241 Things

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241 Things

The first time I noticed how interesting the effect of name giving was to me, was during my first year at the Rietveld Art Academy.

'Create a panorama.' That was the assignment.

As a perfect example of my generation I didn't find out how to actually make a panorama, instead I went to see the dentist and asked him to make a frontal x-ray of my teeth. I printed it on an A3 and thought: this is a panorama and I'm going to call it 'City by night'. The text belonging to an image can unlock or represent an entire world. The tension between the word, its meaning, the image and its visibility can serve as a playground. Marcel Duchamp referred to the function of the title in arts as an invisible colour.
Sometimes the invisible is a promise. Like a pregnant belly. What's inside, will receive a name. It's the cherry on top.

Today I want to talk about names because life begins with having a name. I will introduce name giving with a juicy piece of gossip. I thought I had reached closure in my first sad love story when I was eighteen years old. But the final scene came later.

Not that long ago I opened my facebook and saw a couple of baby pictures. My ex-boyfriend just had a baby. I read the title of the photo album: my name, followed by at least ten exclamation marks. He had named his baby daughter Annelein. Midas Dekkers once said: Your name is a poem. Parents try to fill it with meaning that is supposed to comprehend the greatness of your being.

I rebooted my computer and logged on and off of Facebook but the site was not the problem. By naming his daughter Annelein he had managed to create a connection between him and me.

Of course we are not really connected. Of course it's only a name. Every sane person knows there's no harm here. Then why did it feel so poisonous?
The gesture is so much bigger than the actual event. It's an exercise of power.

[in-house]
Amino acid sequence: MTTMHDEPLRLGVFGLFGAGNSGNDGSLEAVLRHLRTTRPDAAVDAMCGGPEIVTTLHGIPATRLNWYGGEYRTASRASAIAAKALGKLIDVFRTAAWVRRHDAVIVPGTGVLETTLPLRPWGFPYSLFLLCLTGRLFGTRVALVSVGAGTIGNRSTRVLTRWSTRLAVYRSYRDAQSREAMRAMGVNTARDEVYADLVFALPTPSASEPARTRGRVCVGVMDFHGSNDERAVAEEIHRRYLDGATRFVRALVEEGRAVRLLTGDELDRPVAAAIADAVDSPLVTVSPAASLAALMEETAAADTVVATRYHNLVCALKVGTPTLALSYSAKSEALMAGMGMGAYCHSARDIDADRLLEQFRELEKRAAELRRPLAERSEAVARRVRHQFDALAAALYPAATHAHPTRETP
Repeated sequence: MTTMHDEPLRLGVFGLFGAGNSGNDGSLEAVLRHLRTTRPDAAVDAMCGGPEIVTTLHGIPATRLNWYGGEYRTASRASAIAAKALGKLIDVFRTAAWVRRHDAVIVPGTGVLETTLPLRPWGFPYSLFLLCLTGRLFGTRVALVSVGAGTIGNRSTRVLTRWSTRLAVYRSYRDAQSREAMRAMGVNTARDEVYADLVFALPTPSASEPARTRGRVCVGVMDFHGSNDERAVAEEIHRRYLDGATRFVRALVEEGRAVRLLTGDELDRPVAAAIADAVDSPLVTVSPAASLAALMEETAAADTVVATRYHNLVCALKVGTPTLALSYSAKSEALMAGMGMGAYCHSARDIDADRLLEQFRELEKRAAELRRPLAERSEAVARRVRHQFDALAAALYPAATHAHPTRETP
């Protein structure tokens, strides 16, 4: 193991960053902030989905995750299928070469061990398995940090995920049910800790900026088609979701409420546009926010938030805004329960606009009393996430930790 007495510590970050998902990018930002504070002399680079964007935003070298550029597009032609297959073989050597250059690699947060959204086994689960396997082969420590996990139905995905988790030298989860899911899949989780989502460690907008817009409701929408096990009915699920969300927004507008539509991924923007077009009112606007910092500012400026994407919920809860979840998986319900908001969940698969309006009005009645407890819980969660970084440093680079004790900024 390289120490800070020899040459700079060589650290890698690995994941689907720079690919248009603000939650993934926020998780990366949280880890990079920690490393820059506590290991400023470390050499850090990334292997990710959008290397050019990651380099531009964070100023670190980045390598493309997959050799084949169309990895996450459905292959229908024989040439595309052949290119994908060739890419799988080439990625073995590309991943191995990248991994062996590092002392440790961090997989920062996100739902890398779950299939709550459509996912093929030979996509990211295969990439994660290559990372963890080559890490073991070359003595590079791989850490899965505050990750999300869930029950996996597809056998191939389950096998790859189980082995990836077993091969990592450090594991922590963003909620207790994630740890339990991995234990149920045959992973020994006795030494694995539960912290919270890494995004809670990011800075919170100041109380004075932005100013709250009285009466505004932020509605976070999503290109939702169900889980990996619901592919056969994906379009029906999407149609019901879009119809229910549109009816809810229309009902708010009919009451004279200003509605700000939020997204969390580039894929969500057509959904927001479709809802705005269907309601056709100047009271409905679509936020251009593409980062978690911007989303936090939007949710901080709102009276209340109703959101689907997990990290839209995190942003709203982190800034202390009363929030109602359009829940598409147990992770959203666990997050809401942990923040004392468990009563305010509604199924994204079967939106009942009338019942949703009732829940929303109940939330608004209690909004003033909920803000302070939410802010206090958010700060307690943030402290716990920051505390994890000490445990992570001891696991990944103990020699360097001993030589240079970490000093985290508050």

‘What’s in a name? That which we call a rose. By any other name would smell as sweet’

The North American Indian treated his name as a part of the self. His name is just as important as his eyes or teeth. Malignant use of his name is as harmful as hurting his body. There are Aboriginals who keep their names a secret to protect themselves against evil. There are Indian tribes that demand their members to change their names after one of the members has died. Some Indians have to deserve their name, until that time they are called 'boy' or 'girl'. Other Indians will never say their own name out loud when they're close to a river because the water can take away their soul and evil will get hold on them.

People have names, art works have titles, products carry a brand, plants and animals have a terminology.

If I remember correctly there are Aboriginals whose names refer to natural phenomena. The name Karla could, for example, mean 'fire'. When that person dies, they never use that name again and have to come up with a different name for 'fire'. That's how their worldview is under constant change. The associations connected to the word 'fire' will have to be reborn.

In theory I appreciate a worldview that claims authority in this way. Not because I am willing to view the world in the same way and not because I would be able to, but because you never know when Karla is going to die.

Some people speak on behalf of the law; others speak on behalf of art. There's always a connection between claiming power and the usage of names. Americans tell me: 'Hi! What's your name? Annelein? Oh hi, Annelein. Nice to meet you Annelein.'

A friend of mine thinks it's disgusting that cashiers are forced to wear nametags. It makes them submissive.

You can tag someone and reduce him or her to a notion. Or, in the case of products, turn their name into a concept.